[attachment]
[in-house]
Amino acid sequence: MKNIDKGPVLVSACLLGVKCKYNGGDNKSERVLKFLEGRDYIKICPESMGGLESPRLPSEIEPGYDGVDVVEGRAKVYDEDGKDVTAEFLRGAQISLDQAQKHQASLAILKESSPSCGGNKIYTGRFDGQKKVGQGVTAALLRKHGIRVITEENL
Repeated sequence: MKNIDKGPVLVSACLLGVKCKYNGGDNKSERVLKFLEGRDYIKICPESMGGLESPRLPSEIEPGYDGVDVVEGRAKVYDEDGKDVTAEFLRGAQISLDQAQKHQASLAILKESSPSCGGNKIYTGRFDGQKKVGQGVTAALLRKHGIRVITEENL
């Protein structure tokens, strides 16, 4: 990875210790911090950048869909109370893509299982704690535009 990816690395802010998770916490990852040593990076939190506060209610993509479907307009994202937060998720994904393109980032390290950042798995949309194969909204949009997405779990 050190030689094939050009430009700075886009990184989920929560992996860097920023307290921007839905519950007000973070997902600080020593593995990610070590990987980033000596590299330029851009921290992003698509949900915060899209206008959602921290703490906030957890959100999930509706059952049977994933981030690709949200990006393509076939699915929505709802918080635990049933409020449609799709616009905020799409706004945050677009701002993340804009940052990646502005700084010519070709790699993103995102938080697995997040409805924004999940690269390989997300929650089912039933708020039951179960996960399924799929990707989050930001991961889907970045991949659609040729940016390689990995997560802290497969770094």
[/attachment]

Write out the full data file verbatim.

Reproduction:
[in-house]
Amino acid sequence: MKNIDKGPVLVSACLLGVKCKYNGGDNKSERVLKFLEGRDYIKICPESMGGLESPRLPSEIEPGYDGVDVVEGRAKVYDEDGKDVTAEFLRGAQISLDQAQKHQASLAILKESSPSCGGNKIYTGRFDGQKKVGQGVTAALLRKHGIRVITEENL
Repeated sequence: MKNIDKGPVLVSACLLGVKCKYNGGDNKSERVLKFLEGRDYIKICPESMGGLESPRLPSEIEPGYDGVDVVEGRAKVYDEDGKDVTAEFLRGAQISLDQAQKHQASLAILKESSPSCGGNKIYTGRFDGQKKVGQGVTAALLRKHGIRVITEENL
């Protein structure tokens, strides 16, 4: 990875210790911090950048869909109370893509299982704690535009 990816690395802010998770916490990852040593990076939190506060209610993509479907307009994202937060998720994904393109980032390290950042798995949309194969909204949009997405779990 050190030689094939050009430009700075886009990184989920929560992996860097920023307290921007839905519950007000973070997902600080020593593995990610070590990987980033000596590299330029851009921290992003698509949900915060899209206008959602921290703490906030957890959100999930509706059952049977994933981030690709949200990006393509076939699915929505709802918080635990049933409020449609799709616009905020799409706004945050677009701002993340804009940052990646502005700084010519070709790699993103995102938080697995997040409805924004999940690269390989997300929650089912039933708020039951179960996960399924799929990707989050930001991961889907970045991949659609040729940016390689990995997560802290497969770094």